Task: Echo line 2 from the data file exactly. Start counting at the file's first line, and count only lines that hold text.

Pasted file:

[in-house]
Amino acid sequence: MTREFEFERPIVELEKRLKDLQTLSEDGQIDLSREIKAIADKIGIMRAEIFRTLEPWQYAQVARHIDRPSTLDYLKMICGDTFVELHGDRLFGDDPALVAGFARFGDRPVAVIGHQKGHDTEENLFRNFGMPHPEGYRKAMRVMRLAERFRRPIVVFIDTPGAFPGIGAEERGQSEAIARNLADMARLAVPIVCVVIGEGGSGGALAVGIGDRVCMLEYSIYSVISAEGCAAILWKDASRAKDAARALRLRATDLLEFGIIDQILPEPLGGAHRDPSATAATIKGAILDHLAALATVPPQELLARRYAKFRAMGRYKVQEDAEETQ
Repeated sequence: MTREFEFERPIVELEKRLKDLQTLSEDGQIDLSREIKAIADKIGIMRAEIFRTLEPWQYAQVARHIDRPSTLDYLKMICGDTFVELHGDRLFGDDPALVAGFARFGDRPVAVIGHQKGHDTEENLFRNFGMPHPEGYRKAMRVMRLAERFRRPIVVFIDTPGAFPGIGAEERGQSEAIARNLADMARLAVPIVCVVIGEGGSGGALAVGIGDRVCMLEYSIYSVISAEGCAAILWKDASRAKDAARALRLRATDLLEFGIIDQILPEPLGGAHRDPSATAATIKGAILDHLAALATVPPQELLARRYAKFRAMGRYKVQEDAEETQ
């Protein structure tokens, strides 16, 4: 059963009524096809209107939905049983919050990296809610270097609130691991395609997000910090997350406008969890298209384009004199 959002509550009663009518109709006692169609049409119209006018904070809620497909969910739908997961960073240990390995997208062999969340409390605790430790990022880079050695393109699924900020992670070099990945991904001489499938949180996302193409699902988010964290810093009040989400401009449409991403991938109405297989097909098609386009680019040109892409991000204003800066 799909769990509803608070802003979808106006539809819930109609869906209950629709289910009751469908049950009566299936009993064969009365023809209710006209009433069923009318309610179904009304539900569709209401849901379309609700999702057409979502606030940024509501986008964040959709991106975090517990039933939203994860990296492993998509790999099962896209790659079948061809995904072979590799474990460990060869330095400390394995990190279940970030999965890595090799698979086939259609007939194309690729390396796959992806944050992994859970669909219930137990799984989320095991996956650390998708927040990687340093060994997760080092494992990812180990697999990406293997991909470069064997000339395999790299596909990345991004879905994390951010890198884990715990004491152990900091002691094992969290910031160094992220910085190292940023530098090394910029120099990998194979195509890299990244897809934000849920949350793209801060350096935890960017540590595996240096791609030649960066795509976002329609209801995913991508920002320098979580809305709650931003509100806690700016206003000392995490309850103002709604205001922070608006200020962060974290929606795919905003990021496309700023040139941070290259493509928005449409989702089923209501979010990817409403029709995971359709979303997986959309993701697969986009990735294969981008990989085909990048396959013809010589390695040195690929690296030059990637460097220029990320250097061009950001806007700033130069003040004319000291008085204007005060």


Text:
Amino acid sequence: MTREFEFERPIVELEKRLKDLQTLSEDGQIDLSREIKAIADKIGIMRAEIFRTLEPWQYAQVARHIDRPSTLDYLKMICGDTFVELHGDRLFGDDPALVAGFARFGDRPVAVIGHQKGHDTEENLFRNFGMPHPEGYRKAMRVMRLAERFRRPIVVFIDTPGAFPGIGAEERGQSEAIARNLADMARLAVPIVCVVIGEGGSGGALAVGIGDRVCMLEYSIYSVISAEGCAAILWKDASRAKDAARALRLRATDLLEFGIIDQILPEPLGGAHRDPSATAATIKGAILDHLAALATVPPQELLARRYAKFRAMGRYKVQEDAEETQ